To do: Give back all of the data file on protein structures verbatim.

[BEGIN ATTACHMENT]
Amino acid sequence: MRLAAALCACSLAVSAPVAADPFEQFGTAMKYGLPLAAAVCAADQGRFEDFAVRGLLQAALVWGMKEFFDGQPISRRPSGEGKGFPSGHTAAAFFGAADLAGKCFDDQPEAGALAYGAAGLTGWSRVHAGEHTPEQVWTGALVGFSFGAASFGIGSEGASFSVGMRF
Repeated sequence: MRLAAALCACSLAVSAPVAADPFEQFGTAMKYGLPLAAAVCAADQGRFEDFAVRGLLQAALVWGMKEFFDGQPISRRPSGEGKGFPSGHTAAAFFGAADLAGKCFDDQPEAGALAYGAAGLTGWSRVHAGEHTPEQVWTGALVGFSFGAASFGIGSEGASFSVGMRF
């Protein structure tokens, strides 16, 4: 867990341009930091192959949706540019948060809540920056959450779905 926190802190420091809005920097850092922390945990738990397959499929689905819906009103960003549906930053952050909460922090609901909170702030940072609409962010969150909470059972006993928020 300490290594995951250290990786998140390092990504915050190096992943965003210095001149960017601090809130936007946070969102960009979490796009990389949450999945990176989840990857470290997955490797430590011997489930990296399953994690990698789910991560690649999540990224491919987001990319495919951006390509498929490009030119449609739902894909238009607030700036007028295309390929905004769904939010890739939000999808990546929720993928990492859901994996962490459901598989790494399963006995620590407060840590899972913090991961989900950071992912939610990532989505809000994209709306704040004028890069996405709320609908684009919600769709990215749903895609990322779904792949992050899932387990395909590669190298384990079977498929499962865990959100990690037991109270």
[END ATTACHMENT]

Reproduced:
Amino acid sequence: MRLAAALCACSLAVSAPVAADPFEQFGTAMKYGLPLAAAVCAADQGRFEDFAVRGLLQAALVWGMKEFFDGQPISRRPSGEGKGFPSGHTAAAFFGAADLAGKCFDDQPEAGALAYGAAGLTGWSRVHAGEHTPEQVWTGALVGFSFGAASFGIGSEGASFSVGMRF
Repeated sequence: MRLAAALCACSLAVSAPVAADPFEQFGTAMKYGLPLAAAVCAADQGRFEDFAVRGLLQAALVWGMKEFFDGQPISRRPSGEGKGFPSGHTAAAFFGAADLAGKCFDDQPEAGALAYGAAGLTGWSRVHAGEHTPEQVWTGALVGFSFGAASFGIGSEGASFSVGMRF
């Protein structure tokens, strides 16, 4: 867990341009930091192959949706540019948060809540920056959450779905 926190802190420091809005920097850092922390945990738990397959499929689905819906009103960003549906930053952050909460922090609901909170702030940072609409962010969150909470059972006993928020 300490290594995951250290990786998140390092990504915050190096992943965003210095001149960017601090809130936007946070969102960009979490796009990389949450999945990176989840990857470290997955490797430590011997489930990296399953994690990698789910991560690649999540990224491919987001990319495919951006390509498929490009030119449609739902894909238009607030700036007028295309390929905004769904939010890739939000999808990546929720993928990492859901994996962490459901598989790494399963006995620590407060840590899972913090991961989900950071992912939610990532989505809000994209709306704040004028890069996405709320609908684009919600769709990215749903895609990322779904792949992050899932387990395909590669190298384990079977498929499962865990959100990690037991109270």